Using Knowledge to Solve Problems

Our laundry room was starting to smell like a sewer, not quite stinky, but sort of a sour, musty smell. For the longest time we just figured it was the washing machine getting old. While cleaning out the laundry room today, I noticed a drain on the floor and was reminded of the time when I had to fix my mom’s sink, when I had to research how sinks and plumbing work. One thing I learned back then that stuck with me is the concept of a trap.

In the United States, the main types of traps are “P” and “S” traps, named so because they resemble those letters of the alphabet (when turned sideways). Every sink has one of these traps underneath. Even toilets have them. The idea is that after water drains from a sink, some of that water stays in the curved part of the pipe (i.e. “trapping” the water), thus creating a barrier between the sewer below and the bathroom or kitchen above and preventing any offensive smells from entering the room.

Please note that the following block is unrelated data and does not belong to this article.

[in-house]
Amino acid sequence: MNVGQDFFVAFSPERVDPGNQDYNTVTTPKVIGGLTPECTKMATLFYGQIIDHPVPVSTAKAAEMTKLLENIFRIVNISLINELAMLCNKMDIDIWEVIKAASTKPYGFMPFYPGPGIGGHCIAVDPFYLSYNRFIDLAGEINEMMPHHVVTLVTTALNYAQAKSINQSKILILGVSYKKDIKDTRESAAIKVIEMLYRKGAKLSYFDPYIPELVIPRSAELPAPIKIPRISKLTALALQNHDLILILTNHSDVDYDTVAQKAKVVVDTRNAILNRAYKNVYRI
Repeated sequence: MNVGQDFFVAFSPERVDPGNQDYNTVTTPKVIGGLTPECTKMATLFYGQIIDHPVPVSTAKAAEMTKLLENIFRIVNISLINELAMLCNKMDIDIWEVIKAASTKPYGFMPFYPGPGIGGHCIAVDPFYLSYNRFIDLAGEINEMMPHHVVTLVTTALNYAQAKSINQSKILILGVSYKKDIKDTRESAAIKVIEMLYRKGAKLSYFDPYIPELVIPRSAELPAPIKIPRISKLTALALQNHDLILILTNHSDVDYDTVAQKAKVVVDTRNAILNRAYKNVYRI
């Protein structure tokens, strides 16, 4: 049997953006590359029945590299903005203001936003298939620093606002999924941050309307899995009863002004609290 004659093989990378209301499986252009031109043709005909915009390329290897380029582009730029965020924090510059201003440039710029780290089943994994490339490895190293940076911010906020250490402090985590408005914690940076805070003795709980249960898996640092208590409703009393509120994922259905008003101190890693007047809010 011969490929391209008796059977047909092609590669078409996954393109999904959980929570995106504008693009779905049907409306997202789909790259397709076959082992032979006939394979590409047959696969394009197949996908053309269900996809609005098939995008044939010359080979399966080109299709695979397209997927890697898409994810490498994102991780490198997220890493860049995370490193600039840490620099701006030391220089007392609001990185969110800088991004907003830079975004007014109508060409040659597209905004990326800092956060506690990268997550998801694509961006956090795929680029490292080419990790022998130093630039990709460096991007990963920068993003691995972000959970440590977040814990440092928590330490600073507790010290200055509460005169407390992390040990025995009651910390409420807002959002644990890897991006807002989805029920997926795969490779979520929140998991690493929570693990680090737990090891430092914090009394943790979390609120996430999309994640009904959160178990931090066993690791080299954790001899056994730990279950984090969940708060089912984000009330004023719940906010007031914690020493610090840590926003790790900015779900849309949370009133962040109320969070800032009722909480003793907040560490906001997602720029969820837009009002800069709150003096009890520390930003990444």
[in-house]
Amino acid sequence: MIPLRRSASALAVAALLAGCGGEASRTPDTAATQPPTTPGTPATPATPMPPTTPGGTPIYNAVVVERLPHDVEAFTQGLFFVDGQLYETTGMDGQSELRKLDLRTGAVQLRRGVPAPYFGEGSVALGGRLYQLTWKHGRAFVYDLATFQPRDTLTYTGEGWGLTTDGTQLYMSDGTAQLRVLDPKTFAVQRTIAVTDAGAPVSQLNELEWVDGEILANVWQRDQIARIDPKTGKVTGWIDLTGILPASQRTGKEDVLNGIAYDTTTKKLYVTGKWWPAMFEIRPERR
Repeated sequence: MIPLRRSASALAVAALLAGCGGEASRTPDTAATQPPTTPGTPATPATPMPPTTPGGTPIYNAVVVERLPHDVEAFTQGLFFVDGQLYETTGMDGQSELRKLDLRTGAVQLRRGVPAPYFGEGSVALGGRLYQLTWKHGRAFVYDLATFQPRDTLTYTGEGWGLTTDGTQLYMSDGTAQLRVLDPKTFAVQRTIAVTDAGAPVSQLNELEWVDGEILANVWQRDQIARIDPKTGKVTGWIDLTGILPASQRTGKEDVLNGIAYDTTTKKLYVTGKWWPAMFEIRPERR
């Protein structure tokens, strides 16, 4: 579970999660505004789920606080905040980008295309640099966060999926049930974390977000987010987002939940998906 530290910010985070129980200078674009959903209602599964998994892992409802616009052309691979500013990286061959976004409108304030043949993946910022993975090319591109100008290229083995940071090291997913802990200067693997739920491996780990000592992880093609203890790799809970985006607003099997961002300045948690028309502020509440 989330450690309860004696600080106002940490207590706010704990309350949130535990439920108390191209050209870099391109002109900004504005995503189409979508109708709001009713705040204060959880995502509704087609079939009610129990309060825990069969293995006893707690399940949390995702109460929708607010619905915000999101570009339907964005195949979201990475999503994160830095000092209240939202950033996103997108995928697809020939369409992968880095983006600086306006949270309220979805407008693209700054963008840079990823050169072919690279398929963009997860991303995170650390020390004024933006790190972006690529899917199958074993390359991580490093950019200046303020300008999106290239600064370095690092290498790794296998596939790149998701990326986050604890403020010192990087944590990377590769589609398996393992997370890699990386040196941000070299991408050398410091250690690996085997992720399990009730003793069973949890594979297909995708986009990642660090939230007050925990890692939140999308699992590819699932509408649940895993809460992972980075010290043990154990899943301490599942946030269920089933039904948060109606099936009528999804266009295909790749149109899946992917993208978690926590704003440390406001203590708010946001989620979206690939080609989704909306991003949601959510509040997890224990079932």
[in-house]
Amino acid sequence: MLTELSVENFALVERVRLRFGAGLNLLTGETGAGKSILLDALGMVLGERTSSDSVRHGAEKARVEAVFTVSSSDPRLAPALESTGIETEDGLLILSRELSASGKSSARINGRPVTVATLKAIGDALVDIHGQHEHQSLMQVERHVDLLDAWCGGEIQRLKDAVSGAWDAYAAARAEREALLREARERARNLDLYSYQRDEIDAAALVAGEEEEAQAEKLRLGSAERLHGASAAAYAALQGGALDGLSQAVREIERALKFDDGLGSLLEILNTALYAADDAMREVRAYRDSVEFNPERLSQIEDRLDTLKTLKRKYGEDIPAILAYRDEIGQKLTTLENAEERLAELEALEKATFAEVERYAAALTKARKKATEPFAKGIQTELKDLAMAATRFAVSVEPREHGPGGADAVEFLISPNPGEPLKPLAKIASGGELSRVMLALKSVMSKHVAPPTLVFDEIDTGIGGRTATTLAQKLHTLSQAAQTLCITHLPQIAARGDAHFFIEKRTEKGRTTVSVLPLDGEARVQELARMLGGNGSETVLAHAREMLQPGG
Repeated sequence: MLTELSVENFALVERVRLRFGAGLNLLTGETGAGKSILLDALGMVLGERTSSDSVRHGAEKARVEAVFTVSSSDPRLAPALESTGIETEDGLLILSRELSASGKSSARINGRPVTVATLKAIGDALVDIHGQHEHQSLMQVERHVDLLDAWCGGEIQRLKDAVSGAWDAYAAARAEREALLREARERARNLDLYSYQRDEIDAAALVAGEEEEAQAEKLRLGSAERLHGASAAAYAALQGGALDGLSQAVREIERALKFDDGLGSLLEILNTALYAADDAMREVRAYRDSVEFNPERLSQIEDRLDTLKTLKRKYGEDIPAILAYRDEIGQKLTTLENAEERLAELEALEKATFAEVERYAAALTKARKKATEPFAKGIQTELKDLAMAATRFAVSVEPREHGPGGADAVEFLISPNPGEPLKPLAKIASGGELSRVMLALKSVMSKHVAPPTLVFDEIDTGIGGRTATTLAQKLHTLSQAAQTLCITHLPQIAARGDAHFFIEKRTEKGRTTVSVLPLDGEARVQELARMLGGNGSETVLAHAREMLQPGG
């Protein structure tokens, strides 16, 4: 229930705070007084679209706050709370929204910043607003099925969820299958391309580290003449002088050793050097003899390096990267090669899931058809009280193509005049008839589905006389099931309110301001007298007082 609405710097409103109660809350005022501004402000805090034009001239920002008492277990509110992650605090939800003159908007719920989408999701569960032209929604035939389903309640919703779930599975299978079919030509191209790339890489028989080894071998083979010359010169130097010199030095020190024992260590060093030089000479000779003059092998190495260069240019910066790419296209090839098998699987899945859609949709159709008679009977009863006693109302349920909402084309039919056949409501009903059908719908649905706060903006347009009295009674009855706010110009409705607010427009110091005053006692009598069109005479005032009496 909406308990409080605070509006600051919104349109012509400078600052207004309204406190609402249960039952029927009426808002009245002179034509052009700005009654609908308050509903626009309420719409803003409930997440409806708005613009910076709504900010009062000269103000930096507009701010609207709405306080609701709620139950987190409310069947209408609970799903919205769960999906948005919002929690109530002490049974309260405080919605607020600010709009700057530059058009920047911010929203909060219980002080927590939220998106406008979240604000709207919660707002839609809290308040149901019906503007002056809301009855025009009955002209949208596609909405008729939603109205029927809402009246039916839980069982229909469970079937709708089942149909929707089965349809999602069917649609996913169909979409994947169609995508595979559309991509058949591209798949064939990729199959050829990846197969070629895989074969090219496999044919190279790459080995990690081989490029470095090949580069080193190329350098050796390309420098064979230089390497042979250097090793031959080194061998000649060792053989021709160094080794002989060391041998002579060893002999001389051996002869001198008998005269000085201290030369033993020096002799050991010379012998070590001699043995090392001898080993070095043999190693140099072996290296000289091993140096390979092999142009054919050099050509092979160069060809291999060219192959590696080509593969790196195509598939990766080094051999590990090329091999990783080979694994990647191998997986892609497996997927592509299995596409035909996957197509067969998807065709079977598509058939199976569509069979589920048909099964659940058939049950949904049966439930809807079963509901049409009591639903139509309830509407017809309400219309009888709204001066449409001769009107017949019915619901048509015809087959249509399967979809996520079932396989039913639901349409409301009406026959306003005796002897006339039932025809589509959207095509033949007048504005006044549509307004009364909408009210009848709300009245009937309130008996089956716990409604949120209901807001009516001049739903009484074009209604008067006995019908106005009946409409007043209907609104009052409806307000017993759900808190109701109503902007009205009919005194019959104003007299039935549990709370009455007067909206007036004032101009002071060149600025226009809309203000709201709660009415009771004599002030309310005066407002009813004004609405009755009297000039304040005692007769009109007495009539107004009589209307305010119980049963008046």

I knew that the drain hadn’t been used in years, and that the water in the trap had probably evaporated. So, I poured some water and all-purpose cleaner down the drain, and the smell went away.

I am no plumber, but I do have some basic knowledge of how things work. I think it is awesome that information is so easily accessible these days, that anyone can hop on the internet and look up information to help them solve a problem. The next time you have a problem, try searching on the internet; you just might find the answer. Knowledge is power!